## Residual standard error: 0.5923 on 1198 degrees of freedom
## Multiple R-squared:  0.5195, Adjusted R-squared:  0.5183 
## F-statistic: 431.7 on 3 and 1198 DF,  p-value: < 2.2e-16

A similar pattern exists for the number of favorites

words %>%
  filter(isRetweet == FALSE, android) %>%
  group_by(id, created) %>%
  summarize(sentiment = mean(score)) %>%
  inner_join(select(words, id, retweetCount, favoriteCount) %>%
               distinct()) %>%
  lm(log(favoriteCount) ~ created * (sentiment < 0), data = .) %>%
  summary()
## Joining, by = "id"
## 
## Call:
## lm(formula = log(favoriteCount) ~ created * (sentiment < 0), 
##     data = .)
## 
## Residuals:
##      Min       1Q   Median       3Q      Max 
## -1.75782 -0.35691 -0.00795  0.33800  2.48914 
## 
## Coefficients:
##                             Estimate Std. Error t value Pr(>|t|)    
## (Intercept)               -1.176e+02  3.452e+00 -34.068  < 2e-16 ***
## created                    8.689e-08  2.347e-09  37.020  < 2e-16 ***
## sentiment < 0TRUE          1.435e+01  5.329e+00   2.692  0.00721 ** 
## created:sentiment < 0TRUE -9.648e-09  3.621e-09  -2.664  0.00781 ** 
## ---
## Signif. codes:  0 '***' 0.001 '**' 0.01 '*' 0.05 '.' 0.1 ' ' 1
## 
## Residual standard error: 0.5187 on 1198 degrees of freedom
## Multiple R-squared:  0.6525, Adjusted R-squared:  0.6517 
## F-statistic: 749.9 on 3 and 1198 DF,  p-value: < 2.2e-16

The words used by the Android postings that were positive and negitive varied from before the election, during the transition and after Trump was sworn in:

words %>%
  filter(android) %>%
  mutate(phase = ifelse(as.POSIXct("2016-11-08") > created, "Before the election",
                        ifelse(as.POSIXct("2017-01-20") > created, "Transition",
                                          "In the White House"))) %>%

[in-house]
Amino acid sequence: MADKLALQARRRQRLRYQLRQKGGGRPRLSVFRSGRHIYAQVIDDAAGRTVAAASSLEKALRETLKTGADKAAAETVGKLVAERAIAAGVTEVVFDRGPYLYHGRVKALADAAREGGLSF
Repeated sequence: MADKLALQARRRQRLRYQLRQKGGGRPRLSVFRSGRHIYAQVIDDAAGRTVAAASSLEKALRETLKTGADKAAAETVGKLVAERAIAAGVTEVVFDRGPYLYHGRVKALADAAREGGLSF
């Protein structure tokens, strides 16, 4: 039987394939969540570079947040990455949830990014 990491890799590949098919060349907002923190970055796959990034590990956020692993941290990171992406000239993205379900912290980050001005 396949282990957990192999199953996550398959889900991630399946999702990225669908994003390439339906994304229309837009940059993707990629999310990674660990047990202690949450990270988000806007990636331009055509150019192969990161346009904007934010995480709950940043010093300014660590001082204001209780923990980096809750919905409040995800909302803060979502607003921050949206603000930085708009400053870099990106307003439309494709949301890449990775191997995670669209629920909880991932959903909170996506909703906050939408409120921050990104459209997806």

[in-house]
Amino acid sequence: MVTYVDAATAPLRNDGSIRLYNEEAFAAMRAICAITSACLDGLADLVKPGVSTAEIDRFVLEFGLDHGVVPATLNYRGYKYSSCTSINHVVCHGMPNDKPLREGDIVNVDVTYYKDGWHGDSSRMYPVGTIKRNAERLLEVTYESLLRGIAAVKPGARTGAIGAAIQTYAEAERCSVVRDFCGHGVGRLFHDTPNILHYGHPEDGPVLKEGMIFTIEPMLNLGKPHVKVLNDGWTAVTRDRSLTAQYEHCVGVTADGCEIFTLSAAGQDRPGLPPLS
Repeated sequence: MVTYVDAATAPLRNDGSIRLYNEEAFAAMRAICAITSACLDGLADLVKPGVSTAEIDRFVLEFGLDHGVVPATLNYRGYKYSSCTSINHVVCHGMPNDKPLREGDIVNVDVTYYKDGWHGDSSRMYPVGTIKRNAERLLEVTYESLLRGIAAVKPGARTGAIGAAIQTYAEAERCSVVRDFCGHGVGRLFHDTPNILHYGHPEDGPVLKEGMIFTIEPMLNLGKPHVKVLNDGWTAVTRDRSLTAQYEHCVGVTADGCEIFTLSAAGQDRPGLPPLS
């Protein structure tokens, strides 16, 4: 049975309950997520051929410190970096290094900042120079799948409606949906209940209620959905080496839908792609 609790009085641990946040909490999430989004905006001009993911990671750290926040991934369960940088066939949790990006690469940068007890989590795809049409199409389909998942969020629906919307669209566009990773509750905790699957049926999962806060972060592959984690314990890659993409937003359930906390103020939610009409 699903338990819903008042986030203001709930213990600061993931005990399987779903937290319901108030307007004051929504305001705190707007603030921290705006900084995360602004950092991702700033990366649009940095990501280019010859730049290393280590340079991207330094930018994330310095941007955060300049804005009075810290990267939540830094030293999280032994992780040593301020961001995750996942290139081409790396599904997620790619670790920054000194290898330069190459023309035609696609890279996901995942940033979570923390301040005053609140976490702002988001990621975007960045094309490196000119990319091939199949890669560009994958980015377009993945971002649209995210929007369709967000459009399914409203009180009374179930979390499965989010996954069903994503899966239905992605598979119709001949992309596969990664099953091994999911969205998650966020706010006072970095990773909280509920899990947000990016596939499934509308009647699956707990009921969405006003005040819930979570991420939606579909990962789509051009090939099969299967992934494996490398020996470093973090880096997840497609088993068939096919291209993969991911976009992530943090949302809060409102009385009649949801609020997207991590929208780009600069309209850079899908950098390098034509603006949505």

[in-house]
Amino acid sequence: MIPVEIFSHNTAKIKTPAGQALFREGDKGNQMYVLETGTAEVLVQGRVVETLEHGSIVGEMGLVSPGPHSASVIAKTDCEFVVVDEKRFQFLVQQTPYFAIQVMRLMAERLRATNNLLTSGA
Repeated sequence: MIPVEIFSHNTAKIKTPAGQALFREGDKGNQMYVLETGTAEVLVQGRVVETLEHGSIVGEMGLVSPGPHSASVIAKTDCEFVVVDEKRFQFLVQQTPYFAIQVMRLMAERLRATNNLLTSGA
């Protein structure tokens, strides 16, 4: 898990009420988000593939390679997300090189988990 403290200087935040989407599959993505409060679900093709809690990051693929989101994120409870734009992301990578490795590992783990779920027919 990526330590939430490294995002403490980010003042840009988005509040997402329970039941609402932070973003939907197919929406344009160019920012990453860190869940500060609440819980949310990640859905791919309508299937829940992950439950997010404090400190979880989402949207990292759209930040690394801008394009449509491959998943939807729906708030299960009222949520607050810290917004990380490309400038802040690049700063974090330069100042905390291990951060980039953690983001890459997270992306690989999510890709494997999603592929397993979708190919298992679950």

group_by(phase, pos_sentiment = score >= 0, word) %>%
  count() %>%
  group_by(phase, pos_sentiment) %>%
  filter(word != "no") %>%
  top_n(3, wt = n) %>%
  arrange(pos_sentiment, phase, desc(n))
## Source: local data frame [18 x 4]
## Groups: phase, pos_sentiment [6]
## 
##                  phase pos_sentiment      word     n
##                  <chr>         <lgl>     <chr> <int>
## 1  Before the election         FALSE       bad    62
## 2  Before the election         FALSE dishonest    27
## 3  Before the election         FALSE    rigged    25
## 4   In the White House         FALSE       bad    10
## 5   In the White House         FALSE      fake    10
## 6   In the White House         FALSE       ban     6
## 7           Transition         FALSE       bad    13
## 8           Transition         FALSE     wrong    11
## 9           Transition         FALSE dishonest    10
## 10 Before the election          TRUE     great   175
## 11 Before the election          TRUE     thank    69
## 12 Before the election          TRUE       big    54
## 13  In the White House          TRUE     great     8
## 14  In the White House          TRUE       big     5
## 15  In the White House          TRUE       win     5
## 16          Transition          TRUE     great    56
## 17          Transition          TRUE       big    16
## 18          Transition          TRUE       win    14

We have the fake news to thank for the fake debut post-being sworn in. At least the election was no longer rigged after he worn it.

readr::problems() returns tidy data!

A handy little trick I picked up today when using readr.

Some background: I needed a mapping between ZIP Code Tabulation Areas and counties (to link to some urban/rural data). The Census Bureau provides a CSV style table that includes information about each of the ZCTA (e.g., size, population, area by land/water type) and the FIPS codes for the state and county.

However, when I load that data using the readr package:

library(tidyverse)
zcta_to_county_mapping <- read_csv("http://www2.census.gov/geo/docs/maps-data/data/rel/zcta_county_rel_10.txt") %>%
  select(ZCTA5, STATE, COUNTY) %>%
  mutate(STATE = as.numeric(STATE),
         COUNTY = as.numeric(COUNTY))
## Parsed with column specification:
## cols(
##   .default = col_integer(),
##   ZCTA5 = col_character(),
##   COUNTY = col_character(),
##   COAREA = col_double(),
##   COAREALAND = col_double(),
##   ZPOPPCT = col_double(),
##   ZHUPCT = col_double(),
##   ZAREAPCT = col_double(),
##   ZAREALANDPCT = col_double(),
##   COPOPPCT = col_double(),
##   COHUPCT = col_double(),
##   COAREAPCT = col_double(),
##   COAREALANDPCT = col_double()
## )
## See spec(...) for full column specifications.
## Warning: 1592 parsing failures.
##  row        col   expected     actual
## 1303 ZAREA      an integer 3298386447
## 1303 ZAREALAND  an integer 3032137295
## 1304 AREAPT     an integer 2429735568
## 1304 AREALANDPT an integer 2262437812